My daughter's eyes were probably glazed over by the time I finished my explanation. She did try to keep up with me and asked me a few questions, so she hadn't gone to sleep, but she was probably wondering why she had ever brought the topic up!

I think it is important to be somewhat honest with children about finances from a young age. You don't have to drown them in details or impose your attitudes on them with no latitude for them to experiment and develop their own ideas. But you don't want them living in a bubble either, with no idea about what money is, how to use it and how not to use it.

My parents were not as well off as I am. My mother used to sit in front of my brother and I and share the household budget with us. She was entirely honest about how much money my father made and where that money goes. Many of my financial attitudes were shaped by those conversations with my mother. But I haven't been brainwashed into being my parents either. I love traveling, for instance, and I consider almost nothing too high a price to visit some exotic place. Sometimes, I come home all excited about finding a cruise that goes to all these exotic places and my wife would shoot it down saying it was too much money!

Young people nowadays get exposed to marketing messages from an early age that emphasize instant gratification. Many of these messages are from companies looking to sell a product. Some of these messages are also from financial companies that are trying to sell them the means to get to this "instant gratification" in the form of credit cards and other loans.

It is important for parents to sit down and explain their financial decisions to their children from the age they are able to understand such things. When a child is told that he/she can not have some toy or something else they want, they deserve an explanation of why you think it is not worth it. Or why you think there are better ways to spend the money.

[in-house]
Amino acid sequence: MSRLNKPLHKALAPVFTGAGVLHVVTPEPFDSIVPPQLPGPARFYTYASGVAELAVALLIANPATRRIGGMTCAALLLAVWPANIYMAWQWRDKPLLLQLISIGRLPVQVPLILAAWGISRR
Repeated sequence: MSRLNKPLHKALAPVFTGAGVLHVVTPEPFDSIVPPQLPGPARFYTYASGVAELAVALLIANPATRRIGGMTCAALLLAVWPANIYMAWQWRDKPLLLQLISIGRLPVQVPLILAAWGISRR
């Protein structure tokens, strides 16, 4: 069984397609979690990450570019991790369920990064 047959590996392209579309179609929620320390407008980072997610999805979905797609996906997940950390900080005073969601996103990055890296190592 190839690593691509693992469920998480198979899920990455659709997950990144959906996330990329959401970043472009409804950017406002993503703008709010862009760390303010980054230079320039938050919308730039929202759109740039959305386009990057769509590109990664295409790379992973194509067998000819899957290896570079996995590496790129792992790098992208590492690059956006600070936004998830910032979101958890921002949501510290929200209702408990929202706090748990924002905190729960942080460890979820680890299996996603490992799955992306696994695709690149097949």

When children grow up without a good understanding of household finances, they are more likely to get into financial trouble in their later lives. The media is filled with stories of people overwhelmed by debt there was no reason for them to get into in the first place. When children are not equipped with the right information to make good tradeoffs between instant and delayed gratification, between spending and saving, between a good value and a bad value, they are likely to take the easy way out by choosing whatever gives them the most pleasure in the short run. Associating that action with the displeasure that is caused many months or years down the line, and teaching them a lesson based on that, is not only impossible, but would be too late in many cases even if it were possible.

I am hoping the conversation I had with my daughter is the first of many she (or I) will initiate as she grows up. I hope this account of my conversation encourages more parents and others to have similar conversations about money and values with their children. With more such responsible children at the helm, one can begin to hope that things like the mortgage crisis (which was fueled by greed, and the ignorance of people who signed mortgage agreements that they did not and/or could not understand) would be less common in the future.

By the way, the Macbook did not have Snow Leopard on it, but it did come with a DVD that had the OS on it. After making sure the computer worked, I slipped the DVD into its slot and ran the upgrade program. After an hour or so, it was all done. All I had to do was reboot the machine, then shut it down, pack it up and put it away for my brother to come and play with!